Keeping equipment and processing spaces clean is the best preventative maintenance action in order to keep operations in peak condition and maximize the service life of your equipment. In this guide, we discuss the most important things to keep in mind when designing a cleaning validation protocol for your cannabis processing, food, or pharmaceutical manufacturing equipment.
There are three key steps to properly cleaning cannabis and other processing equipment:
Cleaning will remove most germs, dirt, and impurities from surfaces while sanitizing reduces the remaining germs on surfaces after cleaning to levels that public health codes or regulations consider to be safe.
In the case of cannabis processing equipment, for example, the cleaning process will remove buildups of organics and cannabis resin. Cleaning is performed with water, a degreaser/cleaner like GMP Solutions Step 1 Cleaner, and scrubbing. After cleaning and rinsing, the equipment can be sanitized with sanitizing sprays or wipes.
Creating a Cleaning Validation Protocol
Clean First, Sanitize Second
Cleaning is an important first step to remove any dirt, organics, greases, oils, or resin buildups from your equipment. Cleaning removes most harmful viruses or bacteria from surfaces. Surfaces should be cleaned before they’re sanitized because impurities like resin or dirt may make it harder for chemicals to reach and kill germs.
Clean Equipment After Each Use
It’s recommended that equipment is cleaned after each use. The longer resin and debris remain on the equipment, the more difficult it is to remove. Cleaning regularly ensures that contaminants are not introduced from one batch to the next – and makes the job much easier!
Use Warm or Hot Water
We recommend using warm or hot water to clean and rinse with. Most cleaners are formulated to work effectively up to 140°F (60°C).
Use an Effective Degreaser
Without the right cleaning products, residual organics and cannabis resin can be very difficult to remove. Degreasers break down resins and lift them off surfaces. Combining an effective degreaser with hot water will make cleaning your equipment quick and simple.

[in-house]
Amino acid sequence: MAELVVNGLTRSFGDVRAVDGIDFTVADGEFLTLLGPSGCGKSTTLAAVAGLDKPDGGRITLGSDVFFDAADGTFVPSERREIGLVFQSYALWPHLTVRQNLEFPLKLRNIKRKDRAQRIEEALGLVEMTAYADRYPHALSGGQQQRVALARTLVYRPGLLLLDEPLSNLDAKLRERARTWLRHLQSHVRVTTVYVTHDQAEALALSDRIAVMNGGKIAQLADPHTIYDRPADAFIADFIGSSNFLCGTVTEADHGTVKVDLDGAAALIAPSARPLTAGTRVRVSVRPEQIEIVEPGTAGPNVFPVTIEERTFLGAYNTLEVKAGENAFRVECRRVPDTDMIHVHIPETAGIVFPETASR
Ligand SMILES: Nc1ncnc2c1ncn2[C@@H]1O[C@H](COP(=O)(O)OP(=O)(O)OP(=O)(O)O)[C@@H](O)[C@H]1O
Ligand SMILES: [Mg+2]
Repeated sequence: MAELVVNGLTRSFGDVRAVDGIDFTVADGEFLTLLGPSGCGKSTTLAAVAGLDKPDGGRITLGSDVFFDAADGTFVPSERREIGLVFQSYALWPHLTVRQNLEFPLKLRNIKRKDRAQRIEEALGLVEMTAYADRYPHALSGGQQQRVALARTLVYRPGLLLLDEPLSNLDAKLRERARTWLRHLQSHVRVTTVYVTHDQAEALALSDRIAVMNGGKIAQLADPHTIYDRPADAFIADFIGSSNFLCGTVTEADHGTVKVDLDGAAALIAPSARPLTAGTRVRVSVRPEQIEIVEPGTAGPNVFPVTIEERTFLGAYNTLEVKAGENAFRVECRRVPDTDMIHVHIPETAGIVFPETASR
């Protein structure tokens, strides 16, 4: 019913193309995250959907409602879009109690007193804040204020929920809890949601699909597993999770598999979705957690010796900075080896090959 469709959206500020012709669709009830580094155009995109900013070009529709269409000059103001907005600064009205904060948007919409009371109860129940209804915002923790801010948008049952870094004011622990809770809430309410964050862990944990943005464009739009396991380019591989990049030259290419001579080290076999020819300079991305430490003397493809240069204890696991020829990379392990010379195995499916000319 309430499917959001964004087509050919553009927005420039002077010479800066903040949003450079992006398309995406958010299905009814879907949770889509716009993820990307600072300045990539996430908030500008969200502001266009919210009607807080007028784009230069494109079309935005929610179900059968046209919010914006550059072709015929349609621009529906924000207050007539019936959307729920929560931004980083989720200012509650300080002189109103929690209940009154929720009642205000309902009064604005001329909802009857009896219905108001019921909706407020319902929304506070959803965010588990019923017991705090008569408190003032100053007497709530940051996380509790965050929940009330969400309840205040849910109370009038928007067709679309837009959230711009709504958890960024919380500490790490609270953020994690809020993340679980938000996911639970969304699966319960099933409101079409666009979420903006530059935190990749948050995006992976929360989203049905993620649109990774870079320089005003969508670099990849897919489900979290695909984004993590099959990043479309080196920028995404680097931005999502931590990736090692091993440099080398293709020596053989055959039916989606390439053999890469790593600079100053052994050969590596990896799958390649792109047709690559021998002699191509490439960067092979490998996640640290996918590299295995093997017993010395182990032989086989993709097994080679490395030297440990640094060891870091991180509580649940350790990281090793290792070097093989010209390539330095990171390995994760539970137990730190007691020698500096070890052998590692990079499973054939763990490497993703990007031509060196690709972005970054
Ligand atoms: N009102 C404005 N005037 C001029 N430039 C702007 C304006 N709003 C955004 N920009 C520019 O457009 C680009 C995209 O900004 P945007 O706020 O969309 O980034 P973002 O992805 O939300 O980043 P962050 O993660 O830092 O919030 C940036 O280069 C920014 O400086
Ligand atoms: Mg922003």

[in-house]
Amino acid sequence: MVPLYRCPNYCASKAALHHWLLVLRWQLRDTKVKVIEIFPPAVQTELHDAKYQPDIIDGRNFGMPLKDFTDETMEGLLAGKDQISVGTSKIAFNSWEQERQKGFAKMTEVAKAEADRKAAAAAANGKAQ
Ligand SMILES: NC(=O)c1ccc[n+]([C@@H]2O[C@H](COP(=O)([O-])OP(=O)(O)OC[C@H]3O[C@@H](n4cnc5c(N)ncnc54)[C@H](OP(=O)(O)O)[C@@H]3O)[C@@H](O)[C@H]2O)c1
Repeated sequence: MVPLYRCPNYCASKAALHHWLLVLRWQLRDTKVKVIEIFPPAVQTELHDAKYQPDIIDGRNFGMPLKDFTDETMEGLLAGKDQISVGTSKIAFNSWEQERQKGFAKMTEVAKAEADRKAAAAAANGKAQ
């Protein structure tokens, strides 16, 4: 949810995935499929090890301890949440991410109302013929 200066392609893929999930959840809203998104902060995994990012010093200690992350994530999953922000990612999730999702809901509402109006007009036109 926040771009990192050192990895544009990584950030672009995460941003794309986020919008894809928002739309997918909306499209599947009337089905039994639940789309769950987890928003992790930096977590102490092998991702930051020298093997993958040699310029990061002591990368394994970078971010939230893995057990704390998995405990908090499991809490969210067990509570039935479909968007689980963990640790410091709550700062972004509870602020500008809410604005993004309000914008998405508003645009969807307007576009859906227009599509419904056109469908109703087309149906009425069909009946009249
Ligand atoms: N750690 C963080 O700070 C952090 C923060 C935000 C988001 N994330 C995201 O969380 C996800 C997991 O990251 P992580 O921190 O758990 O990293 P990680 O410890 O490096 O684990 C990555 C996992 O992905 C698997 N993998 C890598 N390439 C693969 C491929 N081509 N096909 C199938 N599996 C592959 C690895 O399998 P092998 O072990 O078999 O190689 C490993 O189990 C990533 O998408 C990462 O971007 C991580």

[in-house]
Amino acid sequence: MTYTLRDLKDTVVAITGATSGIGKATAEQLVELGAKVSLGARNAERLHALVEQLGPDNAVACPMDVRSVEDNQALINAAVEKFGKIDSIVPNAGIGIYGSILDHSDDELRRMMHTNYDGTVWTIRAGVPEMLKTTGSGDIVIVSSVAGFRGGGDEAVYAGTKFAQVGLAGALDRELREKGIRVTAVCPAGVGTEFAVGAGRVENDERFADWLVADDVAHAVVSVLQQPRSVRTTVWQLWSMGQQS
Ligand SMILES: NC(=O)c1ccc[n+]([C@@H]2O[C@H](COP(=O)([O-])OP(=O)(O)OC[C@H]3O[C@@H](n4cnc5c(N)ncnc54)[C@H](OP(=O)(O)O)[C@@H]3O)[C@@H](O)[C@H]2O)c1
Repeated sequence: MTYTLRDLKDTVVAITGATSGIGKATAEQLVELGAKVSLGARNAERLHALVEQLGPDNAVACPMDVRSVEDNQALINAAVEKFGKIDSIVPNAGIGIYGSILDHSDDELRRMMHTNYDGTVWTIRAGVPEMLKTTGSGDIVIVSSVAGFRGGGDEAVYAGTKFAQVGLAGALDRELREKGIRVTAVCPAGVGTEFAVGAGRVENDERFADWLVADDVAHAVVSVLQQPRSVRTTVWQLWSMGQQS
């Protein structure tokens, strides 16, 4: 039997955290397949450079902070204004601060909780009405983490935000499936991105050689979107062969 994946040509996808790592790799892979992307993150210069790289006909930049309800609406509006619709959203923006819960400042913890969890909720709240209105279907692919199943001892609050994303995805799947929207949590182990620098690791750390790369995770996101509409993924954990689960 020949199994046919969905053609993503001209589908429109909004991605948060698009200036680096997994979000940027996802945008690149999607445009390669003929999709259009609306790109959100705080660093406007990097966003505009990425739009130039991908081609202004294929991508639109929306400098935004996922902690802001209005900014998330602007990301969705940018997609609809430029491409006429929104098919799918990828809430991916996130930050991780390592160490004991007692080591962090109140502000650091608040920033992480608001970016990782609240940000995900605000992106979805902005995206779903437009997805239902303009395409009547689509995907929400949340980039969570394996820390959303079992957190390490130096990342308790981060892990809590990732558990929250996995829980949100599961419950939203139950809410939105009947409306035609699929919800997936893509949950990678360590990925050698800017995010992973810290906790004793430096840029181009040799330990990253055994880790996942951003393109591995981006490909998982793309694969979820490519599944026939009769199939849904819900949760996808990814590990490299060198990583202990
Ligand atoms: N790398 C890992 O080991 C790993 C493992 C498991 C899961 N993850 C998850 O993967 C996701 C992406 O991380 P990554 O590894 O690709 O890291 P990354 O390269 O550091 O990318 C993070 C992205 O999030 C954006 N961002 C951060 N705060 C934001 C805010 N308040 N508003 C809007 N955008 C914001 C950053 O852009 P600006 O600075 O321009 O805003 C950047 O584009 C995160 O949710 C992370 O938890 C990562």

When choosing a degreaser, make sure to check that it is compatible with the equipment you are cleaning. Most degreasers tend to have a very high pH level (pH 13 – 14) which can interact negatively with certain materials and treatments. GMP Solutions Step 1 Cleaner has been specially formulated to break down organics, soils, and cannabis resins, and is safe to use on equipment parts and surfaces.
What NOT to Clean With – Iso
As noted above, it’s important to choose a cleaner that is compatible with the equipment you are cleaning. Many facilities will use isopropyl alcohol (iso) as a cleaner, but iso is less effective as a cleaner and could be damaging to the equipment if used incorrectly. Alcohols dry out plastics, rubbers, and adhesives, causing them to become brittle and crack. The fumes are also not good for cleaning crews, particularly if they are operating in enclosed spaces.
We strongly recommend using a good degreaser to clean rather than using iso. If a sanitizer is needed after cleaning, we recommend a formula that is compatible with virtually all equipment and facility applications, effectively performs its sanitizing function, and is completely safe for staff to handle and work around.
Properly Equip Your Wash Bay or Cleaning Area
Ideally, your facility has a dedicated wash bay or area for equipment cleaning. If this is not an option at your facility, it’s critical that your processing space is fitted with ample drainage so the cleaning process can still be carried out for the equipment.
When setting up a wash bay, consider the following:
- Amount of equipment to be washed and frequency of washing each component
- Space required for disassembled equipment when broken down for cleaning
- Washing and drying areas
- Access to hot water
- Sinks and other built-in fixtures
- Air handling
- Floor finish
- Distance between the equipment’s area of operation and the wash bay
Recommended tools and equipment for your wash bay:
- Degreaser that’s effective and safe on equipment, like Step 1 Cleaner
- Tables and racks (with casters)
- Hot water pressure-washer
- Low-pressure pump sprayer
- Compressed air
- Drying racks
- Specialized tools and parts washers (as applicable)
- Hand tools
- Rags, cloths, and/or towels
- Disposable wipes pre-soaked with cleaning solution or sanitizer
- Scrub brushes
- Plastic razors
Developing a Cleaning SOP
If you plan to formalize your organization’s cleaning approach into a Standard Operating Procedure (SOP), the following can be used as a guide:
- Provide step-by-step details on how cleaning and sanitizing procedures are to be performed, including any special instructions such as:
- Disassembly and reassembly instructions
- Pre-rinse instructions
- Cleaning and sanitizing chemicals to be used and their rotation
- Chemical mixing and handling instructions
- Appropriate chemical concentrations as per product labels
- Water temperature or cleaning solutions
- Surface contact time
- Scrubbing, rinsing, and drying instructions
- Final flush and rinse requirements
- Identify procedures to be followed to make sure the activities are conducted in a manner that ensures the products and product contact surfaces are not contaminated. This will ensure a standard practice for the cleaning validation protocol.
- Identify any general housekeeping, such as sweeping and tidying up that will help maintain the equipment, processing space, and general facility in a clean and sanitary condition.